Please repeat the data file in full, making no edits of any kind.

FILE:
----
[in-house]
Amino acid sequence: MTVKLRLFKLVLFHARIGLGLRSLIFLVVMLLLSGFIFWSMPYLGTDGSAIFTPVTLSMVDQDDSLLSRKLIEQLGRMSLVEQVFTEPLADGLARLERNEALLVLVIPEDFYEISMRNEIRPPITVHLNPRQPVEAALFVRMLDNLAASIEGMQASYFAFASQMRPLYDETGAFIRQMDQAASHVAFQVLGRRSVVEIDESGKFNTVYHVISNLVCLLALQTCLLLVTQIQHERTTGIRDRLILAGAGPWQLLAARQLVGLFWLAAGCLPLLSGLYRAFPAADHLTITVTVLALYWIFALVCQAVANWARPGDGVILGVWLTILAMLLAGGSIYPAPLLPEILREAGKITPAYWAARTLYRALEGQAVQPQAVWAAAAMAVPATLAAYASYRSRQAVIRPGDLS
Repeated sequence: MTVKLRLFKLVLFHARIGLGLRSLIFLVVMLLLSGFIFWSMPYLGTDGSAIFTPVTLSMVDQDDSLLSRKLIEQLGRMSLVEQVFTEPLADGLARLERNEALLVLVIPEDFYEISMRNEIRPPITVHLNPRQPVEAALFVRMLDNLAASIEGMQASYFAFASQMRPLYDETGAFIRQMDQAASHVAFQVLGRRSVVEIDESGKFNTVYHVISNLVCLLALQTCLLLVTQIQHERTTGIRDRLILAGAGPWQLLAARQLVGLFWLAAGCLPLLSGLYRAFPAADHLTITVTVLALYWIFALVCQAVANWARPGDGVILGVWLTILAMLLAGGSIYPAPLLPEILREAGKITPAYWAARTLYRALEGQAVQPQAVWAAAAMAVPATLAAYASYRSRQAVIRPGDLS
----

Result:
[in-house]
Amino acid sequence: MTVKLRLFKLVLFHARIGLGLRSLIFLVVMLLLSGFIFWSMPYLGTDGSAIFTPVTLSMVDQDDSLLSRKLIEQLGRMSLVEQVFTEPLADGLARLERNEALLVLVIPEDFYEISMRNEIRPPITVHLNPRQPVEAALFVRMLDNLAASIEGMQASYFAFASQMRPLYDETGAFIRQMDQAASHVAFQVLGRRSVVEIDESGKFNTVYHVISNLVCLLALQTCLLLVTQIQHERTTGIRDRLILAGAGPWQLLAARQLVGLFWLAAGCLPLLSGLYRAFPAADHLTITVTVLALYWIFALVCQAVANWARPGDGVILGVWLTILAMLLAGGSIYPAPLLPEILREAGKITPAYWAARTLYRALEGQAVQPQAVWAAAAMAVPATLAAYASYRSRQAVIRPGDLS
Repeated sequence: MTVKLRLFKLVLFHARIGLGLRSLIFLVVMLLLSGFIFWSMPYLGTDGSAIFTPVTLSMVDQDDSLLSRKLIEQLGRMSLVEQVFTEPLADGLARLERNEALLVLVIPEDFYEISMRNEIRPPITVHLNPRQPVEAALFVRMLDNLAASIEGMQASYFAFASQMRPLYDETGAFIRQMDQAASHVAFQVLGRRSVVEIDESGKFNTVYHVISNLVCLLALQTCLLLVTQIQHERTTGIRDRLILAGAGPWQLLAARQLVGLFWLAAGCLPLLSGLYRAFPAADHLTITVTVLALYWIFALVCQAVANWARPGDGVILGVWLTILAMLLAGGSIYPAPLLPEILREAGKITPAYWAARTLYRALEGQAVQPQAVWAAAAMAVPATLAAYASYRSRQAVIRPGDLS